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Hippo Baby Arrives Six Weeks Early and Cincinnati Zoo Provides 24/7 Intensive Care

Hippo Baby Arrives Six Weeks Early and Cincinnati Zoo Provides 24/7 Intensive Care

The newborn baby hippopotamus, a female, was not expected until March and is receiving critical care from vet and nursery staff since the premature baby was not able to stand to nurse from mom.

“We are giving her fluids and keeping her moist and warm,” said Christina Gorsuch, curator of mammals at the Cincinnati Zoo. “Her little system is underdeveloped, and getting her to a healthy weight will be a challenge. Vets and animal staff are doing everything they can to get her through this critical time.”

 

“She looks like a normal calf but is very, very small. Her heart and lungs sound good and she is pretty responsive to stimuli, but we aren’t sure how developed her muscles and brain are,” said Gorsuch.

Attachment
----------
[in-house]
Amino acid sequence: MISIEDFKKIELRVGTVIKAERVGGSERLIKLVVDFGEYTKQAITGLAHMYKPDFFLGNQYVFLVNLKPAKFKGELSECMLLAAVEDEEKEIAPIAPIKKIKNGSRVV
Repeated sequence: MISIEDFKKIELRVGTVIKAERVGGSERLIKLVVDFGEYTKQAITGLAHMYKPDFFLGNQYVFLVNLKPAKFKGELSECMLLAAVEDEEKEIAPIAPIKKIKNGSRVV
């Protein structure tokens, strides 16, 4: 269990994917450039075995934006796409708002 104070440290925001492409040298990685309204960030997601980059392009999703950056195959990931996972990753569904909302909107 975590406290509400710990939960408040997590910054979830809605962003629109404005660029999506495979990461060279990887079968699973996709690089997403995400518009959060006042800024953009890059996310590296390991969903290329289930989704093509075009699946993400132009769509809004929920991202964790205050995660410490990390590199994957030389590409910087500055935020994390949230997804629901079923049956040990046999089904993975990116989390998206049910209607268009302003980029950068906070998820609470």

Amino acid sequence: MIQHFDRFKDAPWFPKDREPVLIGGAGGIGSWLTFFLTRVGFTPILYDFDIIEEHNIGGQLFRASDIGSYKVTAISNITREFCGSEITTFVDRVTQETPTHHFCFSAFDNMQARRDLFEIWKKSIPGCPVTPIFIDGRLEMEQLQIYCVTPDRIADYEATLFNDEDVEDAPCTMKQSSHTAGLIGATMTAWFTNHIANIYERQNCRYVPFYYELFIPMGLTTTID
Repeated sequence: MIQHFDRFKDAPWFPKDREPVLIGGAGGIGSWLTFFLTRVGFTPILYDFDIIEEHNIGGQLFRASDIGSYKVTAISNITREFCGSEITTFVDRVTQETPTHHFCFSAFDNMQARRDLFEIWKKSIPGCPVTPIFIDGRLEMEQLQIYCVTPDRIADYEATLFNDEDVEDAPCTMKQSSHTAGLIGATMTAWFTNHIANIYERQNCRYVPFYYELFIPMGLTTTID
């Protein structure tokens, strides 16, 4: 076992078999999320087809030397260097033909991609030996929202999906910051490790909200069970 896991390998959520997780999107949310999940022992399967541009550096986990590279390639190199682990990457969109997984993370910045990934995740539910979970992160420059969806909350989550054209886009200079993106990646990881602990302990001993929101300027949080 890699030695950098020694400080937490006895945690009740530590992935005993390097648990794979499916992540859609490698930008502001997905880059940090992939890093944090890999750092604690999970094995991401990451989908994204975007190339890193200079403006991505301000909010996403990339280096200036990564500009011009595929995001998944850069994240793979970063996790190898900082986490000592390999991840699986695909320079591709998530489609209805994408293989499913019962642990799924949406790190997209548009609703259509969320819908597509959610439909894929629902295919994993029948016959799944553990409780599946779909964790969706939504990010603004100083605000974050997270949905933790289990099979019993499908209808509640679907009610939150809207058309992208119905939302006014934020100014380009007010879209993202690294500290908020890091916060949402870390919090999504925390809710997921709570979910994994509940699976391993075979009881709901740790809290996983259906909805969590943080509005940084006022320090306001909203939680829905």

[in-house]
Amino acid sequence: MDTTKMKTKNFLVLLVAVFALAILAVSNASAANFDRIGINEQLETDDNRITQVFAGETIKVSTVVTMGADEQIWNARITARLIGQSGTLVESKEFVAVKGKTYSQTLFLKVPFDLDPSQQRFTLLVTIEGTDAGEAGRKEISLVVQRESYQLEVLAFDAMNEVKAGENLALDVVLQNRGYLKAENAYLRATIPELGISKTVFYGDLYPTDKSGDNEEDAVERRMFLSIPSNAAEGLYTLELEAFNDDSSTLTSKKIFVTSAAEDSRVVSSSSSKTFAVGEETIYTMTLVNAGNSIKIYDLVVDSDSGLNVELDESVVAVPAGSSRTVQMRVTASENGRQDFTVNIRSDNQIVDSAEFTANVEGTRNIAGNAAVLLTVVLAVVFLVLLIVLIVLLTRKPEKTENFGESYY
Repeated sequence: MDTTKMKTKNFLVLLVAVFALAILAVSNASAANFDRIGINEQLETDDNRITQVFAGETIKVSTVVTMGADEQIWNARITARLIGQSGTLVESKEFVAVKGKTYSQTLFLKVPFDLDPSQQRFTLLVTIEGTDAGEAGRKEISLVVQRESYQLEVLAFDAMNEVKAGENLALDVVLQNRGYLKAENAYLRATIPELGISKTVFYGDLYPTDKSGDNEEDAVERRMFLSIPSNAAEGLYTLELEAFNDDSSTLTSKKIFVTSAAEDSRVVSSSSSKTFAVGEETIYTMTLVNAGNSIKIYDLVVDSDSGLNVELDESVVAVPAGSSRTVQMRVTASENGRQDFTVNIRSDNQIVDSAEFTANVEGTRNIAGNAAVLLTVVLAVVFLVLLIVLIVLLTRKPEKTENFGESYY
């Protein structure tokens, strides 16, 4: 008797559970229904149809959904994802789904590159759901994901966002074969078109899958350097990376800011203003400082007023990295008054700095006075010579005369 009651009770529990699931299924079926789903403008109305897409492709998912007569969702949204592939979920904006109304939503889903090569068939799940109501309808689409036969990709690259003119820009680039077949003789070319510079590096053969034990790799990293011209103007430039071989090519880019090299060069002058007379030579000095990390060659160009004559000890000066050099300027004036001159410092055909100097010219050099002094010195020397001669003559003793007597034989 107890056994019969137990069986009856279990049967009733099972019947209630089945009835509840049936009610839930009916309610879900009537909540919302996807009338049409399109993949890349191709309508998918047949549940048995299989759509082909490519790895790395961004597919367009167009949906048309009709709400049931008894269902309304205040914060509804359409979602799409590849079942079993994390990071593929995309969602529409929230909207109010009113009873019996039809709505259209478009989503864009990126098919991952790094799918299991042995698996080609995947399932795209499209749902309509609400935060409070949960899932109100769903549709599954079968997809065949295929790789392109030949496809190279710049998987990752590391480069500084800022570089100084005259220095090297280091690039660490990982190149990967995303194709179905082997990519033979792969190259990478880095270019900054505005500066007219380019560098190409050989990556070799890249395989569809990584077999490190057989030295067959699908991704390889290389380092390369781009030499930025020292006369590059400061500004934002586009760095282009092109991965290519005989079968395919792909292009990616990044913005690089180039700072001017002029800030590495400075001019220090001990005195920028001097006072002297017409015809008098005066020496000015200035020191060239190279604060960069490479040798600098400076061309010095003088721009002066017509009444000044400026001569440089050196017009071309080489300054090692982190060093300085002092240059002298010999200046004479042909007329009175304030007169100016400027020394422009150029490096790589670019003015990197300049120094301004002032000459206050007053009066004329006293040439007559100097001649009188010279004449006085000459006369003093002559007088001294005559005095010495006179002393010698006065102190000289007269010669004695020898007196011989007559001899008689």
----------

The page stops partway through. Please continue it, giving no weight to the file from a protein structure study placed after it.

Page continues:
“We’re hoping to get the baby to drink Bibi’s milk and other supplements from a bottle. We’ll continue to milk Bibi so we can provide these important nutrients to the baby and also stimulate production so she’s ready to nurse when the baby is strong enough to be back with mom,” said Gorsuch.

Vets and animal care staff are providing round-the-clock intensive care for the baby in close proximity to Bibi and Henry, the 35-year-old father of the calf. 

The team is not sure how long it will take to get the premature calf on her feet.  That developmental milestone must be reached before she can be reunited with Bibi.

This baby made history in utero when Zoo scientists captured the first ever ultrasound image of a Nile hippo fetus earlier this month, confirming that Bibi was pregnant. 

Fortunately, the baby hippo is getting stronger each day:   

She even tries to stand on her feet:

Watch also her first pool experience:

See also: A surviving baby twin giraffe at the Auckland Zoo is taking her first steps.

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